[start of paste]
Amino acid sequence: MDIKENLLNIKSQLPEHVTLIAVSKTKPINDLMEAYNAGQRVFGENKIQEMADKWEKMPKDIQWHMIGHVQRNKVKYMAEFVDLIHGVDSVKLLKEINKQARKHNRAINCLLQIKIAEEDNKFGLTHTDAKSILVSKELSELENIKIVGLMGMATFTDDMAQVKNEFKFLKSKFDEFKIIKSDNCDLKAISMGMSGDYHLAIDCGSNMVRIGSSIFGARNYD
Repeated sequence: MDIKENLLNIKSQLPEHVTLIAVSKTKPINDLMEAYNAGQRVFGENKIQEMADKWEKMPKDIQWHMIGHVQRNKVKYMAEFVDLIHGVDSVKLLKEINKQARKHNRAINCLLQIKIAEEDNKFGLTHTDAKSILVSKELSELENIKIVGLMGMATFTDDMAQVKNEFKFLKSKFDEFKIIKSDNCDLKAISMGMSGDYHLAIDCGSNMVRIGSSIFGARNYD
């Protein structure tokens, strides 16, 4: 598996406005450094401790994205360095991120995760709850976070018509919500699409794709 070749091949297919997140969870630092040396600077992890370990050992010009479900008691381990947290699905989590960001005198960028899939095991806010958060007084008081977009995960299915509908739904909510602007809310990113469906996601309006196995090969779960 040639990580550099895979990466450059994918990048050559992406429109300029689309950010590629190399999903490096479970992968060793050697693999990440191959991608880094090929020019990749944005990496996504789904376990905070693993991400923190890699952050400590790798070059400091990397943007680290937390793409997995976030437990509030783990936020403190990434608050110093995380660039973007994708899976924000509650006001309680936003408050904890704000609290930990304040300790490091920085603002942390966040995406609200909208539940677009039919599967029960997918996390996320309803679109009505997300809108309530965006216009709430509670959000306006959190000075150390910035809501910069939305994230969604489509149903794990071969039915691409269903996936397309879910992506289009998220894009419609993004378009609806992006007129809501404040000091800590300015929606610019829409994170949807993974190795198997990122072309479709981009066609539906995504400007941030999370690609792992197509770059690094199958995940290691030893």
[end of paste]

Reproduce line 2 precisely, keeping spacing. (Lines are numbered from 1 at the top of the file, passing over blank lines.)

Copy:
Repeated sequence: MDIKENLLNIKSQLPEHVTLIAVSKTKPINDLMEAYNAGQRVFGENKIQEMADKWEKMPKDIQWHMIGHVQRNKVKYMAEFVDLIHGVDSVKLLKEINKQARKHNRAINCLLQIKIAEEDNKFGLTHTDAKSILVSKELSELENIKIVGLMGMATFTDDMAQVKNEFKFLKSKFDEFKIIKSDNCDLKAISMGMSGDYHLAIDCGSNMVRIGSSIFGARNYD